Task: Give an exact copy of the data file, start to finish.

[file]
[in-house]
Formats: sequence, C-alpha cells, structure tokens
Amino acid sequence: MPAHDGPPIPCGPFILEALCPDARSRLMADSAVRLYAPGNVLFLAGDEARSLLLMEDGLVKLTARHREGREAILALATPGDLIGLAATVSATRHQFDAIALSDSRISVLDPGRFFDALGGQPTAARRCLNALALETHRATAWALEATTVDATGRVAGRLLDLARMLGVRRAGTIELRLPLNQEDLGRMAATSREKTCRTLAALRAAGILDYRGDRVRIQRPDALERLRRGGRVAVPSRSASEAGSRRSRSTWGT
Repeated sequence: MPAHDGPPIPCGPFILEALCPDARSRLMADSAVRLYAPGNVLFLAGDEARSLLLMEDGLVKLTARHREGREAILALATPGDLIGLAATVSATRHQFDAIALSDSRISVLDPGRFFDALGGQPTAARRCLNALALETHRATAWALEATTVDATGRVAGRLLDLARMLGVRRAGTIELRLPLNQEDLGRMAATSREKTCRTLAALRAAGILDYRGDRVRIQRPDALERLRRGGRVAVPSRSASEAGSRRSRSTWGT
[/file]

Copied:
[in-house]
Formats: sequence, C-alpha cells, structure tokens
Amino acid sequence: MPAHDGPPIPCGPFILEALCPDARSRLMADSAVRLYAPGNVLFLAGDEARSLLLMEDGLVKLTARHREGREAILALATPGDLIGLAATVSATRHQFDAIALSDSRISVLDPGRFFDALGGQPTAARRCLNALALETHRATAWALEATTVDATGRVAGRLLDLARMLGVRRAGTIELRLPLNQEDLGRMAATSREKTCRTLAALRAAGILDYRGDRVRIQRPDALERLRRGGRVAVPSRSASEAGSRRSRSTWGT
Repeated sequence: MPAHDGPPIPCGPFILEALCPDARSRLMADSAVRLYAPGNVLFLAGDEARSLLLMEDGLVKLTARHREGREAILALATPGDLIGLAATVSATRHQFDAIALSDSRISVLDPGRFFDALGGQPTAARRCLNALALETHRATAWALEATTVDATGRVAGRLLDLARMLGVRRAGTIELRLPLNQEDLGRMAATSREKTCRTLAALRAAGILDYRGDRVRIQRPDALERLRRGGRVAVPSRSASEAGSRRSRSTWGT